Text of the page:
Congressional Republican staffers said they're being forced to come to work in person but their bosses are not taking the necessary precautions to protect them against coronavirus.
Several aides to Congress members and other Capitol workers revealed to Politico anonymously that they have been derided for wearing masks, not allowed adequate quarantine periods, provided no or very slow testing, and are in fear of retaliation if critical of work practices.
"I work in a Republican House office and while we're not encouraged to not wear a mask, we are essentially required to work in the office," one House Republican staffer told Politico. "We worked from home for a couple days when one of my coworkers was potentially exposed to Covid, but even then, many of my colleagues kept working in the office. We were told to report to work as normal even before the test came back negative because the results were taking too long. I was left feeling guilty for teleworking even though I have an underlying health condition."
"Ridiculing people for wearing masks is also not uncommon," an aide of a Republican congress member who previously had COVID-19 said to Politico. "I think you'd find a lot of offices in the anti-mask brigade are forcing staff to report to work even if they have legitimate concerns about their health. I'm sure you also [could] find some are having staff … travel to districts in high risk areas and then not providing for quarantine afterwards."
One worker also pointed out a stark difference they observed between workplace measures implemented by Democrats versus Republicans.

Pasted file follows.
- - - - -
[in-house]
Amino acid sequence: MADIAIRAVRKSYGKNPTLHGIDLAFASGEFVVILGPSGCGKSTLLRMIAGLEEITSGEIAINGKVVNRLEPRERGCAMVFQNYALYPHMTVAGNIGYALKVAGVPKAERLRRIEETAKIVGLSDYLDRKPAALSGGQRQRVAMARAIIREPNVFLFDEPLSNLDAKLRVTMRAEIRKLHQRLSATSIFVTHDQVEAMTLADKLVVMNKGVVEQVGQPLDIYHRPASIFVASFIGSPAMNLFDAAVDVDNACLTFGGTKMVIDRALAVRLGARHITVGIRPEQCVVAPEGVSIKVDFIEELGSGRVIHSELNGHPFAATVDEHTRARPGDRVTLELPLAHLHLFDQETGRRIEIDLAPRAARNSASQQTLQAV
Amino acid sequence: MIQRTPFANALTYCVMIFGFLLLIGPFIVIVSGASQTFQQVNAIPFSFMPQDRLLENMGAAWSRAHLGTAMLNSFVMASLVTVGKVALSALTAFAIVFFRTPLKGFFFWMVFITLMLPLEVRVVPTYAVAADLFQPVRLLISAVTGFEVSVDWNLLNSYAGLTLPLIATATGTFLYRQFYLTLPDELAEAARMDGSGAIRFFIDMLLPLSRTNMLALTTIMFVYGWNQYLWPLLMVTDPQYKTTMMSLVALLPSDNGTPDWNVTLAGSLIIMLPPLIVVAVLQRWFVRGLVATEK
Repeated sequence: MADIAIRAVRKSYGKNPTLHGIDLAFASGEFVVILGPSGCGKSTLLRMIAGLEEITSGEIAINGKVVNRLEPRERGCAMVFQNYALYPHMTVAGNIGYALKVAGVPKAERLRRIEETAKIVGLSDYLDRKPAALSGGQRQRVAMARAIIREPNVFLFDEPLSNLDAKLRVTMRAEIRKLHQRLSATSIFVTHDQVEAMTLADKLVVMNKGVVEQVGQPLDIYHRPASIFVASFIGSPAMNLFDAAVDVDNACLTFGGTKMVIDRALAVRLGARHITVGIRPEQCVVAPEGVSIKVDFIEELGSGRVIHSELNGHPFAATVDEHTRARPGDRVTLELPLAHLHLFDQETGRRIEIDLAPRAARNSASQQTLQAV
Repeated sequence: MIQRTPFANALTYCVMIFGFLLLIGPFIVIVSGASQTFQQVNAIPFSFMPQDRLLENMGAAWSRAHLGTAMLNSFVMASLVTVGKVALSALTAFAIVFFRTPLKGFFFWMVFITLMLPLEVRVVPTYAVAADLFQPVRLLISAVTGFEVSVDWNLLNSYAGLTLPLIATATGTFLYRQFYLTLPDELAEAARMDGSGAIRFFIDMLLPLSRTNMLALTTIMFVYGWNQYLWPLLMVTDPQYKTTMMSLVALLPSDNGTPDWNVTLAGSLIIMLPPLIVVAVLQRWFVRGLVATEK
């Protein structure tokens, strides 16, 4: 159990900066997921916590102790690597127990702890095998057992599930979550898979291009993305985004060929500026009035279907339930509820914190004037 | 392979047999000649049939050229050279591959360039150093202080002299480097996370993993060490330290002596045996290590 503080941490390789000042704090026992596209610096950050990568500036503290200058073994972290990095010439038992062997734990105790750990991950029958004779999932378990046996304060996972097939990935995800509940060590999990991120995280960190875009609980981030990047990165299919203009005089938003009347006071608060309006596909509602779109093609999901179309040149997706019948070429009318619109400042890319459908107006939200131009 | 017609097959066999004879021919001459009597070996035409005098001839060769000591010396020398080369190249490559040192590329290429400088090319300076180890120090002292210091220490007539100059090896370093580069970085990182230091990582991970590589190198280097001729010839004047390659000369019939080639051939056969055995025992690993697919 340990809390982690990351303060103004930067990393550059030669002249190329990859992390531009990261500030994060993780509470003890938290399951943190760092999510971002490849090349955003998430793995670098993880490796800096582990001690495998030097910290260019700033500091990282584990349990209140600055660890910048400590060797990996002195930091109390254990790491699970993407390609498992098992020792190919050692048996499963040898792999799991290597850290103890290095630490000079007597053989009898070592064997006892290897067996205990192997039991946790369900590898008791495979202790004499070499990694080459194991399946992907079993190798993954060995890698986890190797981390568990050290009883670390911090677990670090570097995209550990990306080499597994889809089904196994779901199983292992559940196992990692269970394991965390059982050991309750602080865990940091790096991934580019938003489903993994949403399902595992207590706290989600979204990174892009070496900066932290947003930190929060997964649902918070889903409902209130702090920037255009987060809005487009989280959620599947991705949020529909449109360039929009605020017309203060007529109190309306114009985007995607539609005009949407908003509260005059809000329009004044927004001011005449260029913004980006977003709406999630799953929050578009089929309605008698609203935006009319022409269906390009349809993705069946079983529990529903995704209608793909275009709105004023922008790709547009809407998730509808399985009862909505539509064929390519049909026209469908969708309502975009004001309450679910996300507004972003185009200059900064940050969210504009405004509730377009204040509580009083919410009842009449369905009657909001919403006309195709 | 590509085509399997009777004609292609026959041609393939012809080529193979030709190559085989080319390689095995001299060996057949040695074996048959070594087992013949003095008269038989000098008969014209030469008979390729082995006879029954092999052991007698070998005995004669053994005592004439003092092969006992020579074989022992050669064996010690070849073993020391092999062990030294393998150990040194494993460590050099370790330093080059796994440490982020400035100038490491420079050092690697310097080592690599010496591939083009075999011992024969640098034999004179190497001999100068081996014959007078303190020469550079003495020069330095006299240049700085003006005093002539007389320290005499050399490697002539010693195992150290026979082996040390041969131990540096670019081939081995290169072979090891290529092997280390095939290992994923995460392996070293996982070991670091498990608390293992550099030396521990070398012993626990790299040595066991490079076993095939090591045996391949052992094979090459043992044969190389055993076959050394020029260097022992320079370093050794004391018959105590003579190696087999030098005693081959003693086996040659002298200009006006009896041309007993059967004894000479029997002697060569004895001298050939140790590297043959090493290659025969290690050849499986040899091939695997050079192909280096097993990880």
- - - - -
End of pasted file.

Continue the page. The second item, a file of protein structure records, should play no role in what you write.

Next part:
"If you asked me to give you a breakdown of mask usage in member offices, it's nearly universal in Democratic offices based on my random observations; within Republican offices, it's probably under 50%," a chief administrative tech staffer told Politico. "And some GOP offices ask why you are wearing a mask, which puts our staff in an awkward position — do you say because of the pandemic and risk the office taking that as a political stand? Do you take it off to make them feel better?"
"There is a general fear that saying anything critical of the current office policy — or lack of policy — will lead to retaliation," an aide said to Politico.
The eyebrow-raising submissions come after Politico first reported that GOP Rep. Louie Gohmert tested positive for coronavirus on Wednesday, one day after he appeared on the Hill at Attorney General William Barr's House Judiciary hearing.
An aide quickly disclosed afterward to Politico that Gohmert requires full staff to show up to his Capitol office so they "could be an example to America on how to open up safely" and that they were often berated for wearing face-coverings.
A "flood" of similar assertions were then relayed to Politico by other Republican staffers, according to reporter Jake Sherman.
All 535 Congress members have their own office and employ their own staff, meaning workplace rules and practices differ based on the individual one works for. There is no central human resources office for congressional staff.
Gohmert, who said he is asymptomatic and in isolation, later denied the claim by his employee.
"They're saying I berated staff for wearing masks," Gohmert told Sean Hannity in a Fox News interview Wednesday evening. "That's a lie."
The Republican representative from Texas was also called out by his colleagues for repeatedly refusing to wear a mask while at work. Lawmakers soon became increasingly alarmed at the potentiality of exposure to the disease, as many are of old age and would be at high risk of falling severely ill should they contract the virus, according to CDC guidance.
Some Congress members who Gohmert was in close proximity to on Capitol Hill have said they will self-quarantine after learning of his diagnosis. Barr, who was seen near Gohmert in a video shortly before the hearing, has tested negative for the virus.